Annals of Surgery

Skip Navigation LinksHome > October 2008 - Volume 248 - Issue 4 > Early Aggressive Use of Fresh Frozen Plasma Does Not Improve...
Annals of Surgery:
doi: 10.1097/SLA.0b013e31818990ed
Original Articles

Early Aggressive Use of Fresh Frozen Plasma Does Not Improve Outcome in Critically Injured Trauma Patients

Scalea, Thomas M. MD; Bochicchio, Kelly M. RN, BSN, MS; Lumpkins, Kim MD; Hess, John R. MD, MPH; Dutton, Richard MD; Pyle, Anne RN, BSN, MS; Bochicchio, Grant V. MD, MPH

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Objectives: Recent data from Iraq supporting early aggressive use of fresh frozen plasma (FFP) in a 1:1 ratio to packed red blood cells (PRBCs) has led many civilian trauma centers to adopt this resource intensive strategy.

Methods: Prospective data were collected on 806 consecutive trauma patients admitted to the intensive care unit over 2 years. Patients were stratified by PRBC:FFP transfusion ratio over the first 24 hours. Stepwise regression models were performed controlling for age, gender, mechanism of injury, injury severity, and acute physiology and chronic health evaluation (APACHE) 2 score to determine if early aggressive use of PRBC:FFP improved outcome.

Results: Seventy-seven percent of patients were male (N = 617) and 85% sustained blunt injury (n = 680). Mean age, injury severity score (ISS), and APACHE score were 43 ± 20 years, 29 ± 13, and 13 ± 7, respectively. Mean number of PRBCs and FFP transfused were 7.7 ± 12 U, 6 U, and 5 ± 12 U, respectively. Three hundred sixty-five (45%) patients were transfused in the first 24 hours. Sixty-eight percent (n = 250) of them received both PRBCs and FFP. Analyzing these patients by stepwise regression controlling for all significant variables, the PRBC:FFP ratio did not predict intensive care unit days, hospital days, or mortality even in patients who received massive transfusion (≥10 U). Furthermore, there was no significant difference in outcome when comparing patients who had a 1:1 PRBC:FFP ratio with those who did not receive any FFP.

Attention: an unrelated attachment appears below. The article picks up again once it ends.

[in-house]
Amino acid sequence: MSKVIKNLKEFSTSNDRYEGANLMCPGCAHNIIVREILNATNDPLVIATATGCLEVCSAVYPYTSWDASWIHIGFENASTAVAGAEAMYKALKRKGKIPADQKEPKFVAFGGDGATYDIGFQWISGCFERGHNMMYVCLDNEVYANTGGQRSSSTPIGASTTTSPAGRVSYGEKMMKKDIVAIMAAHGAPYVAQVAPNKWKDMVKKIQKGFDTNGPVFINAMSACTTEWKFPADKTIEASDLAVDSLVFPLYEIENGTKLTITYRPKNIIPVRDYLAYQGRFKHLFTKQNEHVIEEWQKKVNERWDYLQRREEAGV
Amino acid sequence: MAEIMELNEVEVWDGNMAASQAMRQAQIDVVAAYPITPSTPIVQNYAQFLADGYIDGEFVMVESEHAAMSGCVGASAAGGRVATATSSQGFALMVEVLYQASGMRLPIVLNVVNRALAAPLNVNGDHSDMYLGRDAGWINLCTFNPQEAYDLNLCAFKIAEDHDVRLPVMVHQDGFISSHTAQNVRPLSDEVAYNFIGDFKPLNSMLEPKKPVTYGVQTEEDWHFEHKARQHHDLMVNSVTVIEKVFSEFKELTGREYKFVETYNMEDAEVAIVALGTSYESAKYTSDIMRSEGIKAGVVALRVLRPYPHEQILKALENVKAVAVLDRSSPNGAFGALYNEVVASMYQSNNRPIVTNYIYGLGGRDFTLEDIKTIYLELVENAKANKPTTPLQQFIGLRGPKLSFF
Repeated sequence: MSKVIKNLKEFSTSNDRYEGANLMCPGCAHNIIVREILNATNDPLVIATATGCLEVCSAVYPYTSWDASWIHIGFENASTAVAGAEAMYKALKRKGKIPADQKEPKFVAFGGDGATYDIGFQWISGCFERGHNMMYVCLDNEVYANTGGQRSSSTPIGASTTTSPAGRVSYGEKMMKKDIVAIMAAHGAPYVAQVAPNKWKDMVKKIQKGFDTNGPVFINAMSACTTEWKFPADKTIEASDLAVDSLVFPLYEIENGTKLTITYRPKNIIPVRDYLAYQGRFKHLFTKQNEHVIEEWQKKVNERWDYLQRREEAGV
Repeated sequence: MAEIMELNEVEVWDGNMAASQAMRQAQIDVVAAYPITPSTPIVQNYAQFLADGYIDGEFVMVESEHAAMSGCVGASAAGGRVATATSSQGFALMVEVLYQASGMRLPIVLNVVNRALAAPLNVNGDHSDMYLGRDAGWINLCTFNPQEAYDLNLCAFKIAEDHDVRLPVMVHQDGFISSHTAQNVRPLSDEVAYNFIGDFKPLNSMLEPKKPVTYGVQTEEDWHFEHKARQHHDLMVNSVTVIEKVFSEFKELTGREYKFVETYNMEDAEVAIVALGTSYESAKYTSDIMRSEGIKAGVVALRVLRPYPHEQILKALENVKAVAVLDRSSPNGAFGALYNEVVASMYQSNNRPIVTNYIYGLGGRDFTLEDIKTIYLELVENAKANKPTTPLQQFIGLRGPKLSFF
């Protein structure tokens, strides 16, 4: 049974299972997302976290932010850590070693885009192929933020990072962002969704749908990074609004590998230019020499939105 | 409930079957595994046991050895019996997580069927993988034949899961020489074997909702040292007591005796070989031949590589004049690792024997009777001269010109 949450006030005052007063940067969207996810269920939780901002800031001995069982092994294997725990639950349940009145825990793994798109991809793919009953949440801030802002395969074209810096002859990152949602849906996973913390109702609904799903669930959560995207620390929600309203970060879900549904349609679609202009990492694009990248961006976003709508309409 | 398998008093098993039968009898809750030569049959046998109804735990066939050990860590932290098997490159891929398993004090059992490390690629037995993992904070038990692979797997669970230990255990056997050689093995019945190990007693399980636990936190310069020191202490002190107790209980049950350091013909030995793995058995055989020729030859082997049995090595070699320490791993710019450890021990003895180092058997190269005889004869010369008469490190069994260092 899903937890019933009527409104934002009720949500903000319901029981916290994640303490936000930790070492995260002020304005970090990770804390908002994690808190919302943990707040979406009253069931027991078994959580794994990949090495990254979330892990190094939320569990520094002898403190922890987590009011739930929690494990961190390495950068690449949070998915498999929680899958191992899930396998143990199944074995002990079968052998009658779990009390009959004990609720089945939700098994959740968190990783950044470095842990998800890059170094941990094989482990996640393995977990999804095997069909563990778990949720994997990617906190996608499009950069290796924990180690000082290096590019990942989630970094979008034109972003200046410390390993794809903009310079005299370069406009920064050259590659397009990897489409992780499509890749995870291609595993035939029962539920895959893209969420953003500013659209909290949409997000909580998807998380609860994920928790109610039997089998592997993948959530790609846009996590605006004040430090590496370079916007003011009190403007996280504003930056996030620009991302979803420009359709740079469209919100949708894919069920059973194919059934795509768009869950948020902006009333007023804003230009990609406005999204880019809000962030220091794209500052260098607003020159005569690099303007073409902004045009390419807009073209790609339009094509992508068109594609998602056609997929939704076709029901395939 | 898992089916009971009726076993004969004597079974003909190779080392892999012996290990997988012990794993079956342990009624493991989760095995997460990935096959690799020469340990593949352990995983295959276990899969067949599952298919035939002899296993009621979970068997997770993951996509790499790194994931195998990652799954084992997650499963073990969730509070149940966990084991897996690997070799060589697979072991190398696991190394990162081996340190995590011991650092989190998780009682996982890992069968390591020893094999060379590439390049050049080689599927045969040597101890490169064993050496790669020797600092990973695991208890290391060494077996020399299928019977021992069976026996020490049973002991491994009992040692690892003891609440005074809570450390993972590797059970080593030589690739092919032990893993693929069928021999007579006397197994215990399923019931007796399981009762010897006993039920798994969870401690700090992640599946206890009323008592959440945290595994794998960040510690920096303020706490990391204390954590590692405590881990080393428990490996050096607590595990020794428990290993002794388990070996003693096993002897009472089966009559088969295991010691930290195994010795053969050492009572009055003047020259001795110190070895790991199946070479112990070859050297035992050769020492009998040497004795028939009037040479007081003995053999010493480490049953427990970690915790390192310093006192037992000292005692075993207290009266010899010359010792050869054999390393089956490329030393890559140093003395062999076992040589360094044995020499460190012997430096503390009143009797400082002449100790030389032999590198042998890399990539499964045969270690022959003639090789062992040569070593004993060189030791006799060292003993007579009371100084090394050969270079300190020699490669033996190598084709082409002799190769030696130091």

Conclusion: Early and aggressive use of FFP does not improve outcome after civilian injury. This may reflect inherent differences compared with military injury; however, this practice should be reevaluated.

© 2008 Lippincott Williams & Wilkins, Inc.


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